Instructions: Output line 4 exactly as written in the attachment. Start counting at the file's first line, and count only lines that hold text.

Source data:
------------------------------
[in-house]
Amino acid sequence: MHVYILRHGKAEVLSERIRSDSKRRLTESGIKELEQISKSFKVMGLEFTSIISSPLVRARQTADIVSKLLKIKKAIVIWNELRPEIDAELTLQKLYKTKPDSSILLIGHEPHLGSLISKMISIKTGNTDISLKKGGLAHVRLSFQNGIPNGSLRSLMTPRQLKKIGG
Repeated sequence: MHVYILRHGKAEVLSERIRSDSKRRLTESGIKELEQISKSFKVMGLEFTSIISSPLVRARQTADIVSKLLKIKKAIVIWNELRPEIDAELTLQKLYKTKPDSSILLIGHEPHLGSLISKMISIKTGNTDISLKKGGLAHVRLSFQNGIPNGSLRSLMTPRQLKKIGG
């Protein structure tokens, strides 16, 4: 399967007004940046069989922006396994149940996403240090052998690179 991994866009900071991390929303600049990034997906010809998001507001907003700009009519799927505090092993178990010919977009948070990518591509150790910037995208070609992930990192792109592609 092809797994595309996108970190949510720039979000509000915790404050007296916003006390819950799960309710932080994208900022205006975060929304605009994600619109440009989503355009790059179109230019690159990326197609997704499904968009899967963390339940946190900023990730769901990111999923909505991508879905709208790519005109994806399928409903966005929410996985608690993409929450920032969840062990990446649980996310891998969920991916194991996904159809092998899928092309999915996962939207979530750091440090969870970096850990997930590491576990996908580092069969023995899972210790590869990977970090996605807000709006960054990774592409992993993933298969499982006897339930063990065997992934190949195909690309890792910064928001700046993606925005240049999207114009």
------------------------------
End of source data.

């Protein structure tokens, strides 16, 4: 399967007004940046069989922006396994149940996403240090052998690179 991994866009900071991390929303600049990034997906010809998001507001907003700009009519799927505090092993178990010919977009948070990518591509150790910037995208070609992930990192792109592609 092809797994595309996108970190949510720039979000509000915790404050007296916003006390819950799960309710932080994208900022205006975060929304605009994600619109440009989503355009790059179109230019690159990326197609997704499904968009899967963390339940946190900023990730769901990111999923909505991508879905709208790519005109994806399928409903966005929410996985608690993409929450920032969840062990990446649980996310891998969920991916194991996904159809092998899928092309999915996962939207979530750091440090969870970096850990997930590491576990996908580092069969023995899972210790590869990977970090996605807000709006960054990774592409992993993933298969499982006897339930063990065997992934190949195909690309890792910064928001700046993606925005240049999207114009």